A holiday home can be many things: a serene bolthole, a lucrative let, a place for family and friends to congregate. If you pick wisely, it’s an investment you won’t regret.
Before you commit to buying a holiday home in the UK, your first consideration should be whether the property will be for business, pleasure or both. This will play a huge role in determining what kind of place you purchase, from its size to its location.
It’s likely that a second property will stand unoccupied for varying stretches of time, exposed to a variety of risks – something as simple as a leaking tap can wreak havoc. Insurance Choice can help in your search for quality holiday home insurance
suited to your needs and budget.
We specialise in protecting investments, so we’re going to walk you through the key considerations all buyers should take before purchasing a holiday home.
Let’s get started…
The legal stuff
If you’re planning on living in your second home all year round, first check if this is actually possible. Certain purpose-built holiday properties come with residency restrictions attached, so know what your rights will be. For instance, residency restrictions commonly limit occupation to 11 months per year.
Local councils can give planning permission allowing holiday homes to be built in areas where unlimited residency is not allowed, only deeming these properties appropriate for ‘recreational’ use. This could be linked to the area’s limited resources – for example, over-subscribed schools or GP surgeries.
If you’re already a homeowner, purchasing a second place means a 3% hike in stamp duty. You’ll also need to pay a certain amount of council tax, determined by the local council. Some councils give furnished holiday lets (FHL) and second homes a council tax discount of up to 50%.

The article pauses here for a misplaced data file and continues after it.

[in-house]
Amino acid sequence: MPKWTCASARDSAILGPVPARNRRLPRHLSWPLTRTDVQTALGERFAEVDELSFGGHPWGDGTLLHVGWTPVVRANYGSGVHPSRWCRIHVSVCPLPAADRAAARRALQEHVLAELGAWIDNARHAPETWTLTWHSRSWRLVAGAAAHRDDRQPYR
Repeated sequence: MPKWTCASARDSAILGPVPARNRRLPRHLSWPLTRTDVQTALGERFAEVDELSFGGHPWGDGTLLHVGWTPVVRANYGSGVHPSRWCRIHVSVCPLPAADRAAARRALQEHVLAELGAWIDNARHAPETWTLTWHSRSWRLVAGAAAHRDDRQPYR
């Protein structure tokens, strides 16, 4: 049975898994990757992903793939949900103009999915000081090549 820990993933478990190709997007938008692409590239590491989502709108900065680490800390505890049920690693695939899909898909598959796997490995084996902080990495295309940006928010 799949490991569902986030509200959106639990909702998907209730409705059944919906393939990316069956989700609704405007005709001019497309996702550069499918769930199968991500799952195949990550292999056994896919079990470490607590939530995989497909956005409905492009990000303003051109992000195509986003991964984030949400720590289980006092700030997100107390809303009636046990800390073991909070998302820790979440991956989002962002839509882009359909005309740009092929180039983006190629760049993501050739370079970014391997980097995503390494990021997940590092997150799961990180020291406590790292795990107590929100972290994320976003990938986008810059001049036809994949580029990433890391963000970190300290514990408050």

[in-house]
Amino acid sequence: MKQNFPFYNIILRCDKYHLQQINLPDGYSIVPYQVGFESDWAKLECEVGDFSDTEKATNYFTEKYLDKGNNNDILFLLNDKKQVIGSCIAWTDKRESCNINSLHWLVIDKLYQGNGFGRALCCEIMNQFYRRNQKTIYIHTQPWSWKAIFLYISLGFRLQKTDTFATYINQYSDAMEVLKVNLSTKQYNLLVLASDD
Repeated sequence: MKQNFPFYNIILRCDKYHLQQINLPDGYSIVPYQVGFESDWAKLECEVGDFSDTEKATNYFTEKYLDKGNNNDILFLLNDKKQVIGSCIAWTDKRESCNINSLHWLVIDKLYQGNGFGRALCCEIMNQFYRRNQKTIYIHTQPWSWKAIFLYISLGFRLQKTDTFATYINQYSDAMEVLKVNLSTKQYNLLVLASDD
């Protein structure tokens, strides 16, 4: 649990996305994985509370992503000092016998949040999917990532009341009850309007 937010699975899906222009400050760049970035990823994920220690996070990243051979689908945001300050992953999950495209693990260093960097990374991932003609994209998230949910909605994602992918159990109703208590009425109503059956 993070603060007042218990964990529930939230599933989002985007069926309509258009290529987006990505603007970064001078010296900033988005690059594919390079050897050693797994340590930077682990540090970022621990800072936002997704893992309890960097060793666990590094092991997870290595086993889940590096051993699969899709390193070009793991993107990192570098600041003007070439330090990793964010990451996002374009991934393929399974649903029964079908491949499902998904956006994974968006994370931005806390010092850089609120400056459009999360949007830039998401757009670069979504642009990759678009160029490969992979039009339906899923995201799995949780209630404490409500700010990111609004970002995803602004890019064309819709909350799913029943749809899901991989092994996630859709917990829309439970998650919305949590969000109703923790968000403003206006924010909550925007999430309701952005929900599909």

Make sure you contact the local council before purchasing your desired property, and find out what you’d be entitled to.
Many people choose to periodically let their second homes, as a means of balancing out these extra costs.
If you opt for a FHL, you’ll be able to offset various costs against your income tax. These include: money spent on furnishings, interest incurred on a holiday home mortgage, maintenance costs, council tax, management fees and utilities.
You’ll also be able to offset holiday home insurance premiums – another reason to secure reliable cover!
FHL criteria:• The property must be furnished.
• It should be available for lettings a minimum of 210 days per year.
• It must be let for a minimum of 105 days annually.
• Long-term tenants cannot occupy the property for more than 155 days per year.
• The property must be situated in the UK or in Europe.
Be careful not to let your property for continuous periods exceeding 31 days in any tax year, as this will disqualify it from FHL status.
You’ll need to be able to prove you’re renting your second home to tenants for short stays and receiving payment in exchange. A 12-month probationary period will precede any granting of FHL status, so bear this in mind.
Time and money